Recently I was watching a rerun episode of “3d Rock From The Sun,” a serial science fiction situation comedy which originally aired on NBC from 1996-2001. It starred John Lithgow as (High Commander) Dr. Dick Solomon, Kristen Johnston as (Security Officer, Lt.) Sally Solomon, French Stewart as (Communications Officer) Harry Solomon, and Joseph Gordon-Levitt as (Information Officer) Tommy Solomon. The characters they portray have come from another more advanced planet and the hilarity with which they encounter the nuances of behavior on Earth though blunted, is frequently hilarious, and serves as the basis for the zany show.
In this 2d season episode #22, entitled “Will Work For Dick” which originally aired May 4, 1997, Dick’s secretary Nina quits, and Dick hires Harry, whose poor skills become Dick’s source of frustration, while Nina tells Harry to fight back. Meanwhile, to advance her understanding of the human experience, Sally decides to attend a children’s ballet school to re-live the childhood she never had.
As usual, in the summary closing scene, they all are seated upon the roof to reflect upon the day’s events. In this episode Tommy, Harry and Sally are seated on the roof, while Dick joins them shortly.
Sally: Gyp – all I wanted was a normal childhood but Dick just couldn’t let me have one! I felt so humiliated.
Tommy: Hmm… I bet when you looked out into that audience and you didn’t see Dick there that you just felt like your heart was torn out.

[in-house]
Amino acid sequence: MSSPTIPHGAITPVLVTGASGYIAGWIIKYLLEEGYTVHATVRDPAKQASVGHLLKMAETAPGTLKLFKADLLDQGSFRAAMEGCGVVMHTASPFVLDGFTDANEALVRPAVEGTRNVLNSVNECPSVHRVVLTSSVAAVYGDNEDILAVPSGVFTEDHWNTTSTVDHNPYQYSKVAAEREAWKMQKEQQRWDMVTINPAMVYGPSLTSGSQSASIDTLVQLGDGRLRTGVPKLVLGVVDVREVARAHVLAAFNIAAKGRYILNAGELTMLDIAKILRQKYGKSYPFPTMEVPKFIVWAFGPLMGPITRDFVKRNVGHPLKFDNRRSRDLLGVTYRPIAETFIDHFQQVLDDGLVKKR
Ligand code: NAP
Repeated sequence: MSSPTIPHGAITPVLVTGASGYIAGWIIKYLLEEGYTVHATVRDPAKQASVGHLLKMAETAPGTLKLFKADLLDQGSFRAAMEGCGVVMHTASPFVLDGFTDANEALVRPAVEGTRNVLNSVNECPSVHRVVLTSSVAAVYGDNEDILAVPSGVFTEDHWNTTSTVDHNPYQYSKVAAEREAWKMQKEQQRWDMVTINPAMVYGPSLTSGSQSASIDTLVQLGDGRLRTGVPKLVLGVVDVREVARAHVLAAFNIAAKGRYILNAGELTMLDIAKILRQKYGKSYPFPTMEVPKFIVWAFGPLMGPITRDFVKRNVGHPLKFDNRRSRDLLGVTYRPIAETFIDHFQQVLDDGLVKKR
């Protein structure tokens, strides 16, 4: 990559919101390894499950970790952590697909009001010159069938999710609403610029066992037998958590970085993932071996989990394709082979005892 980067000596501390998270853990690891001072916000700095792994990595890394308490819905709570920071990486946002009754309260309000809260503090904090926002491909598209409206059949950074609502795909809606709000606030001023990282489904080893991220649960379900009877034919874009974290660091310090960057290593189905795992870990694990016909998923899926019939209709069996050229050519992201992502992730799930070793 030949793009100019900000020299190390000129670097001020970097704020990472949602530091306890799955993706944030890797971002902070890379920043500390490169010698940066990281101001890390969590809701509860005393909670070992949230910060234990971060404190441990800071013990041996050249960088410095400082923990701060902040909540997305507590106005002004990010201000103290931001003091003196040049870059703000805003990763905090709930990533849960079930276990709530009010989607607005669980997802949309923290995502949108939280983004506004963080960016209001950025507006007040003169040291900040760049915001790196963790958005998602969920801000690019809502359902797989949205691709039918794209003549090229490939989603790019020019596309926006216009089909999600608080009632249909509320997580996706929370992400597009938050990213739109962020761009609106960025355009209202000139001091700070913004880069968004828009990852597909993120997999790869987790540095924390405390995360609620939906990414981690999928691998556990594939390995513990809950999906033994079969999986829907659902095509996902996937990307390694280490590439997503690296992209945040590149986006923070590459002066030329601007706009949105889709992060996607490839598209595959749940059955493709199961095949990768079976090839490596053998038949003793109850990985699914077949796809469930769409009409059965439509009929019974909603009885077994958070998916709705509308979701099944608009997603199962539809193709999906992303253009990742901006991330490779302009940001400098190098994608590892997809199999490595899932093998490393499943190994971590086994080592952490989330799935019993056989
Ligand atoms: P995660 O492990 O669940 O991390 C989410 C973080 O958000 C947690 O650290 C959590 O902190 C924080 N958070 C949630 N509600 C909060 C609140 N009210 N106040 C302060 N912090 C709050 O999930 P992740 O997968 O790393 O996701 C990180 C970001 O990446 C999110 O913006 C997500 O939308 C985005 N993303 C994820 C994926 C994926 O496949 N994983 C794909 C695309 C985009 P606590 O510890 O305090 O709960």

Tommy: Yeah… and you felt betrayed and alone.
S: Uh huh.
T: …and you’ll never trust anyone ever again.
T: Yeah. Well, congratulations Sally! You’ve just taken your first step into childhood.
S: I have?
T: Yeah… and now you take all this emotional damage and let it feed your adult neuroses.
Harry: And the best part is that if you ever kill a guy or balloon up to 400 pounds, you get to blame Dick.
Dick: (off screen, and climbing onto the roof) Sally!! Sally… Sally! I am so sorry I missed your recital!
S: Yeah, you did. Umm, thanks, Dick.
Dick: What for?
S: Well, you’ve given the most precious gift of all…. emotional baggage. Thanks.
D: You’re welcome.
S: Now I gotta’ go eat.
D: I’m sorry Harry… I thought I didn’t need anyone. I thought I could do everything by myself. It turns out I was wrong. I do need someone… just not you.
H: Well, it takes a big man to admit that. And I guess it just goes to show you that you can’t work with your family.
T: But technically, we’re not a family. We’re more like coworkers.
D: Well… it goes to show you can’t work with your coworkers.
T: Isn’t that the motto of the Postal Service?
How ironic is it that within this humorous exchange we see the fallacy of blaming others and not accepting responsibility?
Birthed from pain, blame avoids responsibility. The fallacy that we are self-sufficient feeds failure. Yet our natural tendency to avoid pain curiously drives us toward pain through avoidance of responsibility, which in turn feeds failure and absence.
It’s a vicious cycle. It’s a destructive cycle. But, it’s part and parcel of our shared human experience.
Calling honesty… come in honesty.
Is there anybody out there?